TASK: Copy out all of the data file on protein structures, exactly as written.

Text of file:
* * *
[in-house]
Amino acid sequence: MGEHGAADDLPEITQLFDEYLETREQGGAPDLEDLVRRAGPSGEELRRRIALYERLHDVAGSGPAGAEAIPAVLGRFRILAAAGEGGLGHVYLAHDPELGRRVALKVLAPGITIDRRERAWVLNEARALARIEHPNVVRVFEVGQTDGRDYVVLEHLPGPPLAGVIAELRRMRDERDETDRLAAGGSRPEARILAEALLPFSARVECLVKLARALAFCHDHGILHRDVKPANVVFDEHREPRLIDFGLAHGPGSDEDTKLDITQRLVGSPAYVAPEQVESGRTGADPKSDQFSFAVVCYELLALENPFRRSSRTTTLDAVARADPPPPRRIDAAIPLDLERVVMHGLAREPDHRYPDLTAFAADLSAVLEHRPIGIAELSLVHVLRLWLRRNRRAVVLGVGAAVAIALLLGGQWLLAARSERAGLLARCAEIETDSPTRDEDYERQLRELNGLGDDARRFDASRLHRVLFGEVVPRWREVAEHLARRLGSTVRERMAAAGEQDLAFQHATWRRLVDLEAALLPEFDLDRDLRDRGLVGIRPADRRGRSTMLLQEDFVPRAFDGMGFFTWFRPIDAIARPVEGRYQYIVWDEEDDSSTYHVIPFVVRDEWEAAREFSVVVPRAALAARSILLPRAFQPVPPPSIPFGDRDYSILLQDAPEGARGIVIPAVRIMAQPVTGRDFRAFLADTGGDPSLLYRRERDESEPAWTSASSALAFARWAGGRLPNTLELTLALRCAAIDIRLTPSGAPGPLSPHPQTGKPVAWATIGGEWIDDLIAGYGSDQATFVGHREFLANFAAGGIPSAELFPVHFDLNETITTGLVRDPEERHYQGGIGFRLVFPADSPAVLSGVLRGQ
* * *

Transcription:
[in-house]
Amino acid sequence: MGEHGAADDLPEITQLFDEYLETREQGGAPDLEDLVRRAGPSGEELRRRIALYERLHDVAGSGPAGAEAIPAVLGRFRILAAAGEGGLGHVYLAHDPELGRRVALKVLAPGITIDRRERAWVLNEARALARIEHPNVVRVFEVGQTDGRDYVVLEHLPGPPLAGVIAELRRMRDERDETDRLAAGGSRPEARILAEALLPFSARVECLVKLARALAFCHDHGILHRDVKPANVVFDEHREPRLIDFGLAHGPGSDEDTKLDITQRLVGSPAYVAPEQVESGRTGADPKSDQFSFAVVCYELLALENPFRRSSRTTTLDAVARADPPPPRRIDAAIPLDLERVVMHGLAREPDHRYPDLTAFAADLSAVLEHRPIGIAELSLVHVLRLWLRRNRRAVVLGVGAAVAIALLLGGQWLLAARSERAGLLARCAEIETDSPTRDEDYERQLRELNGLGDDARRFDASRLHRVLFGEVVPRWREVAEHLARRLGSTVRERMAAAGEQDLAFQHATWRRLVDLEAALLPEFDLDRDLRDRGLVGIRPADRRGRSTMLLQEDFVPRAFDGMGFFTWFRPIDAIARPVEGRYQYIVWDEEDDSSTYHVIPFVVRDEWEAAREFSVVVPRAALAARSILLPRAFQPVPPPSIPFGDRDYSILLQDAPEGARGIVIPAVRIMAQPVTGRDFRAFLADTGGDPSLLYRRERDESEPAWTSASSALAFARWAGGRLPNTLELTLALRCAAIDIRLTPSGAPGPLSPHPQTGKPVAWATIGGEWIDDLIAGYGSDQATFVGHREFLANFAAGGIPSAELFPVHFDLNETITTGLVRDPEERHYQGGIGFRLVFPADSPAVLSGVLRGQ